(a) Time period of a particle in SHM depends on the force constant k and mass m of the particle:

T = 2π ($$\sqrt{\dfrac{m}{k}}$$)

A simple pendulum executes SHM approximately. Why then is the time period of a pendulum independent of the mass of the pendulum?

(b) The motion of a simple pendulum is approximately simple harmonic for small-angle oscillations. For larger angles of oscillation, a more involved analysis shows that T is greater than 2π($$\sqrt{\dfrac{I}{g}}$$). Think of a qualitative argument to appreciate this result.

(c) A man with a wristwatch on his hand falls from the top of a tower. Does the watch give the correct time during the free fall?

(d) What is the frequency of oscillation of a simple pendulum mounted in a cabin that is freely falling under gravity?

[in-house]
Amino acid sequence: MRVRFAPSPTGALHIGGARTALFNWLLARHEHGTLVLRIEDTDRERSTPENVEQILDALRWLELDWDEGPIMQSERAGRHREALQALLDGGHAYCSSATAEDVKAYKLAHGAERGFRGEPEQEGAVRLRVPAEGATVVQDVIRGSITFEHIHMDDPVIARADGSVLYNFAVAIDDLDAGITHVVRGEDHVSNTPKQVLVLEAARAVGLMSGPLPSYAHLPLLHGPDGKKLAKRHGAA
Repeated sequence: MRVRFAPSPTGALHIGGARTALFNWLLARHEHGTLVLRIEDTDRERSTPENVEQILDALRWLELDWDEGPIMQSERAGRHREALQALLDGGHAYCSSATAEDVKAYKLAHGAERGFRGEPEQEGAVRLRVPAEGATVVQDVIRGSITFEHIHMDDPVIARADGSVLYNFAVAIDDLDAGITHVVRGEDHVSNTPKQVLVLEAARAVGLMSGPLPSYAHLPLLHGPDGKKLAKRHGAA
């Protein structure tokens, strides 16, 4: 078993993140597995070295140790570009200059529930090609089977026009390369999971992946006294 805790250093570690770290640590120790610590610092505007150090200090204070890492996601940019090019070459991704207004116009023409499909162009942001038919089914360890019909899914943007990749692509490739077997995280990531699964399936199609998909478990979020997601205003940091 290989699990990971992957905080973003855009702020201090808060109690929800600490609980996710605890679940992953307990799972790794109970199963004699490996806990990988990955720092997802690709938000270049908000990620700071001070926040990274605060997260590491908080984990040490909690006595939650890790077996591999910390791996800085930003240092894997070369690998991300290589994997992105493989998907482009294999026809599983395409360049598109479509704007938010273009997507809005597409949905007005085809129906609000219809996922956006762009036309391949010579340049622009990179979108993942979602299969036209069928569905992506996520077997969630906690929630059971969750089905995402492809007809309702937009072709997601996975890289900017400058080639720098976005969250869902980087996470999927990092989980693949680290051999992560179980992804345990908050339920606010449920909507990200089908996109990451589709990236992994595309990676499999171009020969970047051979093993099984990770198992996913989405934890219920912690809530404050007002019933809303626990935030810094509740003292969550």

Asked by Pragya Singh | 1 year ago |  94

##### Solution :-

(a)  In the case of a simple pendulum, the spring constant k is proportional to the mass. The m is the numerator and the denominator will cancel each other. Therefore, the time period of the simple pendulum is independent of the mass of the bob.

(b) The restoring force acting on the bob of a simple pendulum is given by the expression

F=−mgsinθ

F is the restoring force

m is the mass of the bob

g is the acceleration due to gravity

θ is the angle of displacement

When θ is small, sinθ≈θ.

Then the expression for the time period of a simple pendulum is given by T=2π($$\sqrt{\dfrac{I}{g}}$$)

When θ is large, sinθ<θ. Therefore, the above equation will not be valid. There will be an increase in the time period T.

(c) Wristwatch works on spring action and does not depend on the acceleration due to gravity. Therefore, the watch will show the correct time.

(d) During the free fall of the cabin, the acceleration due to gravity will be zero. Therefore the frequency of oscillation of the simple pendulum will also be zero.

Answered by Pragya Singh | 1 year ago

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